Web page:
I beg to differ Steve. The new realities have changed old thinking. As far as identities go, we don't have onse since Pierre Elliot told the Queen to go get stuffed. Since then it's been a melting pot that masks us over, blurs our heritage into what, have we forgotten our Aboriginal roots, we are guests here and Canada is not a Nation, it's a corporation of the Queen, like any other corporation.

Who in their right mind would allow a corporation like Canada so far into their lives, like Microsoft?

They were cut down to size when they became drunk with power, just like the Federal government.

This Stephen Harper knows, so nation building has come to the fore. Ontario has nations of it's own, nations within a nation, the true heart of open federalism.

Limited by the nations within. See the big picture now?

Anonymous said...

He is trying (in the long run) to download everything to the provinces, put it in the Constitution, then just be a puppet government

Anonymous said...

This is his feeble answer to the fiscal imbalance, at least the hopes the provinces buy into it. Great they say, except once you become a have-not province, developing a program to assist or change a deficiency ie social housing, poverty etc, you are severely limited without the involvement of the feds. Harpor of course only cares about the corporate side, appealing to people's basest instincts like fear (crime and punishment), anger (taxation and punishment) and deregulation of all things that could interfere with the profit margins. Neo-cons believe that gov't pry away at their right to profits, but in reality at least in social-democracies, gov'ts provide a fair playing field and protect the unprotected as best as possible from the ambivalent corporate soldier.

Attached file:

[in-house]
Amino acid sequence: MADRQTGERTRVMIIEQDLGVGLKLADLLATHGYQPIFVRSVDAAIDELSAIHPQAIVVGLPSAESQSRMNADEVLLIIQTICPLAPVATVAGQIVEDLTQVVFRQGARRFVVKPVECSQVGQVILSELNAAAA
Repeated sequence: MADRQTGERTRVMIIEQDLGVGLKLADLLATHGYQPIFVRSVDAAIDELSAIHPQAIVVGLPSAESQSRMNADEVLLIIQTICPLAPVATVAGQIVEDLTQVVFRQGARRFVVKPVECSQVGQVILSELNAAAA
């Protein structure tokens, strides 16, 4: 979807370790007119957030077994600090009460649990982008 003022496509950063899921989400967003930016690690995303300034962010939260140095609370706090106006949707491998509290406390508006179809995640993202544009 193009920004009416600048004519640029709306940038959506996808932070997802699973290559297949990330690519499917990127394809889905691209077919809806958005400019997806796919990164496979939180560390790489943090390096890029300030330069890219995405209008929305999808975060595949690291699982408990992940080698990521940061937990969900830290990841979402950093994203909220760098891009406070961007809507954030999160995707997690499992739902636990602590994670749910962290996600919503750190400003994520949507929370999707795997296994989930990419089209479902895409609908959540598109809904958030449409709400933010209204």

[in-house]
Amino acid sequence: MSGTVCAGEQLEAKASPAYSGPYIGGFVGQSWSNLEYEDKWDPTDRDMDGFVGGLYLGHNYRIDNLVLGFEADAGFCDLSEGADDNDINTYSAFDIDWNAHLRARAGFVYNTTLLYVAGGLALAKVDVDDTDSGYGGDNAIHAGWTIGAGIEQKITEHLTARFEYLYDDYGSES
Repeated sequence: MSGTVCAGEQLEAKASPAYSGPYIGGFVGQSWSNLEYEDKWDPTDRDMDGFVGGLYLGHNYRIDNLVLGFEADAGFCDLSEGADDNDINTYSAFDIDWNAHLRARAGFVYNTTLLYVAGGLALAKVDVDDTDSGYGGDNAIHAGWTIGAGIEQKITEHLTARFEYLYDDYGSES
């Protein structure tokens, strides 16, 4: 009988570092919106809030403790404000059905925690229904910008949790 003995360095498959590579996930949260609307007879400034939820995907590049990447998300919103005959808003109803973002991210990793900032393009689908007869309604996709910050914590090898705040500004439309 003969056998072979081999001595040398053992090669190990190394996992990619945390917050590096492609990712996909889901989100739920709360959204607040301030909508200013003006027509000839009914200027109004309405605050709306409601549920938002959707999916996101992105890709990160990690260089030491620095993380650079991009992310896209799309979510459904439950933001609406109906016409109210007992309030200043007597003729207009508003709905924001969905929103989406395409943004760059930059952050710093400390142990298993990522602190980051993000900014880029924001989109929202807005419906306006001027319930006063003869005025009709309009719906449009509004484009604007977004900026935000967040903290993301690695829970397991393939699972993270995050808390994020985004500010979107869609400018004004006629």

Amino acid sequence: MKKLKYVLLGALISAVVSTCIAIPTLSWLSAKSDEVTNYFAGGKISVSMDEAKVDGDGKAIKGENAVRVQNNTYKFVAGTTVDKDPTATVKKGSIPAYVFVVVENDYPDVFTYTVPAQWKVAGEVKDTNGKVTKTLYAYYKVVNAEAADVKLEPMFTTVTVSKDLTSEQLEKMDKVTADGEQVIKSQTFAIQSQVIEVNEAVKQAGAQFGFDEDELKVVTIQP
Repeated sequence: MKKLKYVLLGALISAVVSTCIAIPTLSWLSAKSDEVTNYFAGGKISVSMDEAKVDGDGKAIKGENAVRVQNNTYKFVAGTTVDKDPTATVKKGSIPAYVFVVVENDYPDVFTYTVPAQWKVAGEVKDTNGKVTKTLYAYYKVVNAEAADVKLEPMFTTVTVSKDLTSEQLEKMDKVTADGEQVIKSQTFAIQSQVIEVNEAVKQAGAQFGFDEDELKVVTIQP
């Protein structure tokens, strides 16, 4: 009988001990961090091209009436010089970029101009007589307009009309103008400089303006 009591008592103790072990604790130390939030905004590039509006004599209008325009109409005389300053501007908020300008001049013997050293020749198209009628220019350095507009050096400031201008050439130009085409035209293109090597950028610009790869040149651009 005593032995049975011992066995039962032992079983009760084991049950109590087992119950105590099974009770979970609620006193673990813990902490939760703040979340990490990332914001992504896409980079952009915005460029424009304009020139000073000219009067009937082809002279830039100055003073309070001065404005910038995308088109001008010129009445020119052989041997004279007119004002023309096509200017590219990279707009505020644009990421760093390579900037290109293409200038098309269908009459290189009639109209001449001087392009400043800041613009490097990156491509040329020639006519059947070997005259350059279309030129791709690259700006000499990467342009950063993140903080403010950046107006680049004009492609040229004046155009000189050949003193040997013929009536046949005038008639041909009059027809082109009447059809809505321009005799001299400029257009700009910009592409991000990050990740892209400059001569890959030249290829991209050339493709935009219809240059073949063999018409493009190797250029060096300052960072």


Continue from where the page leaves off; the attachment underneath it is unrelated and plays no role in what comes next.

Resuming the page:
Yes, a majority would be truly scary. But i can see how this plan would appeal greatly to alberta, ontario and the separatists in quebec.

Steve V said...


"except once you become a have-not province, developing a program to assist or change a deficiency ie social housing, poverty etc, you are severely limited without the involvement of the feds."

That is a great point!

Monkey Loves to Fight said...

I do too oppose further decentralization, but I am not a fan of big intrusive governments. Government should have a role but where things can best be done by individuals they should be left to individuals and do what individuals cannot do on their own.

I think the real problem is in the past political parties take advantage of regional differences to score political points. The pitting of one region against another needs to stop and if this stops I think this would greatly reduce regional alienation.

Steve V said...

"Government should have a role but where things can best be done by individuals they should be left to individuals and do what individuals cannot do on their own."

The problem with all the de-centralization talk, the intrusive government is simply shifted to the provinces, to be crude same shit, different pile. The provinces love to bash the federal government, to score points as you say, but shifting power is simply that, it's not a recipe for less control.

Anonymous said...

Meant to comment a while ago on how perceptive I find this observation to be: instead I refer to it here.
Also to say that this decentralizing response is particularly Albertan (self servingly so) and essentially makes for less of a country...